For the ancho chile pepper syrup:
2 ancho chile peppers (or 1 tsp ancho chile powder)
1 cup sugar
1 cup water
- Combine chile peppers (or powder), sugar and water in a medium sized sauce pan over high heat. Bring to a boil and reduce the temperature to low. Simmer for 10 minutes. Remove from heat, cover, and let sit for one hour. Strain into an airtight container.
For the cocktail:
1 ounce Ancho Chile Pepper Syrup (see recipe above)
3/4 ounce freshly squeezed lime juice from 1/2 lime
1-1/2 ounce of mezcal, Del Maguey Vida used here
- Take your mango half, with skin still on, and score the flesh lengthwise and widthwise, careful not to cut through the skin. Next, using a grill pan, or outdoor grill, oil the grates with a neutral oil (like vegetable oil). Over medium-high heat, place mangoes flesh side down for 5 minutes. If you would like criss-cross grill marks, use a spatula to turn the mangoes 45 degrees halfway through cook time. Remove from grill and let cool. Once cool, turn flesh inside out and using a paring knife, cut cubes away from the skin.
- Next, in the bottom of a shaker, combine mangoes and syrup. Muddle until puree-like consistency. Add ice, lime, and mezcal. Shake for 20 seconds and using a Hawthorne strainer, strain into a chilled cocktail coupe.
Mezcal is a very assertive liquor that can sometimes overpower the other ingredients in a drink. But, here, mangoes, chile peppers and lime all work well in combination because they also have strong flavors. The mango’s rich sweetness, enhanced by the smoky undertone of the ancho syrup, makes for a great partner to the Mezcal, accentuating its vegetal aspects and softening its domineering palate.
I originally posted this recipe on the Serious Drinks site.
In making this drink I realized that Mezcal on its own CAN work with the world of Tiki, and also, when you add Cruzan Black Strap Rum to the drink, it’s total magic.
I’m happy I took a little break, I feel like I cleared out the cobwebs and have some great ideas I want to work with. You should do that too. Go take a mental break.
Admittedly the name came WAY before the drink. I have an Evernote notebook filled with just names of drinks I should make some day because at the time I thought they were clever. I clear it out frequently. Cause a lot of the times I’m drinking coming up with these and you know, it’s not the same the next day. Why would you name your drink the Canine Chasm? What the hell does that even mean?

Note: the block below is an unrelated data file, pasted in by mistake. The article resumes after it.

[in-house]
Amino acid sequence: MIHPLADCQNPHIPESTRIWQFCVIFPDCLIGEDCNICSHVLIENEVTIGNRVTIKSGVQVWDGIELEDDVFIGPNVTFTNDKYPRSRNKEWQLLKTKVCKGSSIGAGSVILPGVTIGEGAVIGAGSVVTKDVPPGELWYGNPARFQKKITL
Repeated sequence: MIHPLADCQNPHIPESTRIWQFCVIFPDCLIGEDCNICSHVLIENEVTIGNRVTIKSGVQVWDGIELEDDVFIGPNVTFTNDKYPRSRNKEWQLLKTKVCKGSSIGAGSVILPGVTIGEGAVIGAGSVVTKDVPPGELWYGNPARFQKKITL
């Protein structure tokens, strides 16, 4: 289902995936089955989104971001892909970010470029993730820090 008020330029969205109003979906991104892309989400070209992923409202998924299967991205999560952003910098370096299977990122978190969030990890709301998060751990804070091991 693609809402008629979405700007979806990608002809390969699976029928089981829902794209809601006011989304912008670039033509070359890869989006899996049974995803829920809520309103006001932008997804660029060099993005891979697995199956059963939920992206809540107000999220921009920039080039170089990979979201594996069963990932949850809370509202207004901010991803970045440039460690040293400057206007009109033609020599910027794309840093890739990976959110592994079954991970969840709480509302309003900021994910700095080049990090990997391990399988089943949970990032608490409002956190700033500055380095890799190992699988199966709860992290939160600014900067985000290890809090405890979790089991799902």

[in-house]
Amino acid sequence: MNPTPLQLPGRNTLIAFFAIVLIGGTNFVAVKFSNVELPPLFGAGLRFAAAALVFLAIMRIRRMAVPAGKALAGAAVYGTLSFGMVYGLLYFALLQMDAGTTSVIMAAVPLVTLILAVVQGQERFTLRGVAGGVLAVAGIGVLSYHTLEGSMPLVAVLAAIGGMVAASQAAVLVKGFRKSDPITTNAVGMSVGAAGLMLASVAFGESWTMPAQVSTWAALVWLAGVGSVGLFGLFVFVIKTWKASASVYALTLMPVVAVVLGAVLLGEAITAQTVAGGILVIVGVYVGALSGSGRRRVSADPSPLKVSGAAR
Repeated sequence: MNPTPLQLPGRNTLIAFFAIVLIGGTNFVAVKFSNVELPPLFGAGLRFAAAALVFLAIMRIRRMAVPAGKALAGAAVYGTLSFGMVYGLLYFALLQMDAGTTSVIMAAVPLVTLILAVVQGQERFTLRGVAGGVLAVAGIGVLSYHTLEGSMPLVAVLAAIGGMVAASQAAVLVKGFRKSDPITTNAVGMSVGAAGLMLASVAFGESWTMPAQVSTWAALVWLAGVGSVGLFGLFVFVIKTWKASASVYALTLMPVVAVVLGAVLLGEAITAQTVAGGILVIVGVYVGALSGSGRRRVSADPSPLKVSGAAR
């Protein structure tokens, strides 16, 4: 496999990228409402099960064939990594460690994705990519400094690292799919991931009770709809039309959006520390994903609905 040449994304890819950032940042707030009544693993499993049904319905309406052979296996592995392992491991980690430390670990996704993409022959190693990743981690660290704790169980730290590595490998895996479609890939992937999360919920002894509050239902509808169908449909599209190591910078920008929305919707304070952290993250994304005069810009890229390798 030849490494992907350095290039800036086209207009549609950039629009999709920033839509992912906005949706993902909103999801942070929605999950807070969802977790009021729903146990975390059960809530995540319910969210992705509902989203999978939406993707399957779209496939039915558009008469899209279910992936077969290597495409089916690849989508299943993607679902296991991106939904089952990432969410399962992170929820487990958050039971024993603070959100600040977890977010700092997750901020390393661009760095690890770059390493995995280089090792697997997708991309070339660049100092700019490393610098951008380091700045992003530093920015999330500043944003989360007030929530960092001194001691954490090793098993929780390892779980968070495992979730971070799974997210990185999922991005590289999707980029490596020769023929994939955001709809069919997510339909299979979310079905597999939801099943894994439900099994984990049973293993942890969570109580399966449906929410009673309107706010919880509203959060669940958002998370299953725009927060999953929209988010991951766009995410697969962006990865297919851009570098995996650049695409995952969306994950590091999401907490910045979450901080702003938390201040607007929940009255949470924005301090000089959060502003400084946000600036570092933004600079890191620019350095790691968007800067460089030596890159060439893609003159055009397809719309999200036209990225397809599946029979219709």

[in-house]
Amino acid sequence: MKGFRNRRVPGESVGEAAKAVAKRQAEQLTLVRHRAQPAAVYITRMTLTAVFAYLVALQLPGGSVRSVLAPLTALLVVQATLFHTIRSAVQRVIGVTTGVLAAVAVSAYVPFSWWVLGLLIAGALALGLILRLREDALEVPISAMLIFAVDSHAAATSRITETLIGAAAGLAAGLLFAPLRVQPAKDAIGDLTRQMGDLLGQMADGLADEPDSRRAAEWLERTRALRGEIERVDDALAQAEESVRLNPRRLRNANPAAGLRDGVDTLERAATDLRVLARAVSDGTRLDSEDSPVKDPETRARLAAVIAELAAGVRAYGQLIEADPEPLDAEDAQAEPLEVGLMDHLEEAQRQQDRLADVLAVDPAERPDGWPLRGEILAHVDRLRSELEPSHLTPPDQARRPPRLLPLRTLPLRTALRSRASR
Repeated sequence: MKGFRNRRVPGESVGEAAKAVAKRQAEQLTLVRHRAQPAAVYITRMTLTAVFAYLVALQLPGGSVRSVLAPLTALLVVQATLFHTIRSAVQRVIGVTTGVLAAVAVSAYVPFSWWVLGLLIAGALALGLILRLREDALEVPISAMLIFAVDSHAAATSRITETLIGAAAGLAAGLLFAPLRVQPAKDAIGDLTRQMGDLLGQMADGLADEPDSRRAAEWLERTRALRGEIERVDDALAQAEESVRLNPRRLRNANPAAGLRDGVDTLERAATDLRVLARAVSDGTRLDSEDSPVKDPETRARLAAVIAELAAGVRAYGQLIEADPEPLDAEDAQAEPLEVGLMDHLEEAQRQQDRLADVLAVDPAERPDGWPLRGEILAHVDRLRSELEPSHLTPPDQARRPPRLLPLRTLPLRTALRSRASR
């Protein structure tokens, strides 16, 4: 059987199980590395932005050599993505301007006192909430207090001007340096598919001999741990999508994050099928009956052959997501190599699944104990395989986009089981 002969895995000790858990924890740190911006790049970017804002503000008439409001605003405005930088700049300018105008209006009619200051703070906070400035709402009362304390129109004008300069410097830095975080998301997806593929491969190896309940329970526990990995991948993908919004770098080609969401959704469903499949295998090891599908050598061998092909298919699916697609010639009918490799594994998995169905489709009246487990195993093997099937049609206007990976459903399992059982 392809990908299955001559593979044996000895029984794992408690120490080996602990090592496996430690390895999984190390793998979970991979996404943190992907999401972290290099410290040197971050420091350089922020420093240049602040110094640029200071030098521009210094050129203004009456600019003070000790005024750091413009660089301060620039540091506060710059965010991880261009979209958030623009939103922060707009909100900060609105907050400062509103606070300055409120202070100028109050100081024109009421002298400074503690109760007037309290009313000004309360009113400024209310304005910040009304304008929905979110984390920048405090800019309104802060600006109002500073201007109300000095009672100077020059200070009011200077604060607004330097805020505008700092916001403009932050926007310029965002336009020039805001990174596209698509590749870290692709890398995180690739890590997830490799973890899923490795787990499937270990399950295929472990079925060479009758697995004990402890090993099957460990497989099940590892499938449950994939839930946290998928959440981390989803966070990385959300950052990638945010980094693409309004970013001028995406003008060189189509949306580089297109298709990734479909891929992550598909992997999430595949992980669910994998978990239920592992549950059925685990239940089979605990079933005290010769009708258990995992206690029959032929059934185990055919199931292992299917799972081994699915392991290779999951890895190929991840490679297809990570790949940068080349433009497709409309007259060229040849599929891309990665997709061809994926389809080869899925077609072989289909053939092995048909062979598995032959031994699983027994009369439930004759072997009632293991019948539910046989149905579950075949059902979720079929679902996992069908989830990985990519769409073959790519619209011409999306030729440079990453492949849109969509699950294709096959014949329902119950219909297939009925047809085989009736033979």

This cocktail started as a variation on the Jungle Bird, but then flew off in another direction. Campari, with its bitter citrus flavor seemed a good candidate to start mixing with Mezcal. It is, FYI.
The only issue I ran into here was trying to photograph a flame; a liquor flame. It’s blue and in daylight fades, and at night, you can see it but not the drink. Frustrating, but after some tips from a bartender the other night, I will have to go at it again with some minor adjustments to my camera (I’ve unlearned a lot of my photo skills from college apparently). For this post you’ll have to just accept the shaky garnish and Oh and AH at the only picture to come out IN focus WITH a flame in it. But really, the drink will more than make up for any displeasure the image causes you.
If you are interested in creating a drink there are several techniques for creating a flame that lasts a bit while you imbibe. One method is to use a toasted cube of bread doused in 151 rum, another is to soak a sugar cube in the same 151. I chose the later; it smells good. Also, if you want to really create a WOW effect, sprinkle some cinnamon on top, it will crackle and pop a bit. And also smell good.
1-1/2 oz. Del Maguey Vida Mezcal
3/4 oz. Campari
1 oz. pineapple juice
1/2 oz. freshly squeezed lime juice
1/4 oz. Cruzan Black Strap Rum
For garnish: pineapple wheel, spent lime shell (with pulp removed), sugar cube, 151 rum